It's "cyber party" time, as self-described "eccentric millionaire" - and onetime anti-virus company founder - John McAfee announces that he's entering the 2016 U.S. presidential race with a newly created party that will focus on security and privacy.
A migration of fraud to the card-not-present environment is expected in the wake of EMV. But Fiserv's Manuel Da Silva says banks also have to be worried about fraud upticks in other areas, which are already emerging. He explains how analytics can help institutions mitigate risks.
Did Massachusetts' first registered medical marijuana dispensary break federal or state privacy regulations by accidentally sharing patients' email addresses? Experts explain that ... well, the answer is a little hazy.
Thou shalt not reverse engineer Oracle's products. That was the stunning diktat issued by Oracle CSO Mary Ann Davidson in a blog post that some are reading as a declaration of war against the security research community.
Akamai's John Ellis talks about the quick evolution of bots and botnets, and how enterprise security leaders should deal with them now using a three-pronged approach - detection, management and mitigation.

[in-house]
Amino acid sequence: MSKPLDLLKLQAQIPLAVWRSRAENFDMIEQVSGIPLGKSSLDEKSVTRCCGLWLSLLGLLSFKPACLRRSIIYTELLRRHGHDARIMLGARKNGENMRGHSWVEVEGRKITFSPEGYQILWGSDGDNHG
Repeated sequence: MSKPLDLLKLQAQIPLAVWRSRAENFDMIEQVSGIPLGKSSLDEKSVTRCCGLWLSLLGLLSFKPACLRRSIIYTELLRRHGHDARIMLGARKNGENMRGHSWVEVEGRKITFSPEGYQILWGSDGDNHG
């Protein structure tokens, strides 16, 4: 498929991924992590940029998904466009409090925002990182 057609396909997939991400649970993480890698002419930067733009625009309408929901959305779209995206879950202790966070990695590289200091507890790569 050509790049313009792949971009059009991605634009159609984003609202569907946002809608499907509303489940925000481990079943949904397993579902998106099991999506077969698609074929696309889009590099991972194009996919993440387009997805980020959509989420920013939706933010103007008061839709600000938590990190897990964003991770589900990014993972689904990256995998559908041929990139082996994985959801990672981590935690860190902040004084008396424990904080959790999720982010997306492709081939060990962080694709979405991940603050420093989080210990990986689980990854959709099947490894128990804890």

Just two weeks after an international, FBI-led operation disrupted the notorious hacking forum Darkode, leading to 70 arrests, a supposed site administrator has claimed the forum will reboot on the "dark Web." But security experts question those claims.
With so much stolen PII available to fraudsters, it's time for banks and others to move to more sophisticated forms of authentication of customers' identities. Knowledge-based authentication is no longer reliable.
Blue Cross and Blue Shield plans' offer of extended ID protection to the more than 106 million individuals covered by their insurance could set new expectations for breach response, some security experts, including Ann Patterson, predict.
Warning: All versions of Flash Player are vulnerable to a zero-day, weaponized exploit that became public when Italian spyware vendor Hacking Team was hacked, and 400 GB of corporate data leaked. Adobe has released an update to patch the flaw.
A dozen well-known cryptographers and information security specialists have published a paper explaining why they believe it's unfeasible to create a so-called "backdoor" to allow law enforcement to decrypt encoded information.
Italian surveillance software maker Hacking Team has confirmed that it was hacked and recommends police, law enforcement and government agencies suspend their use of its software, pending a full breach investigation.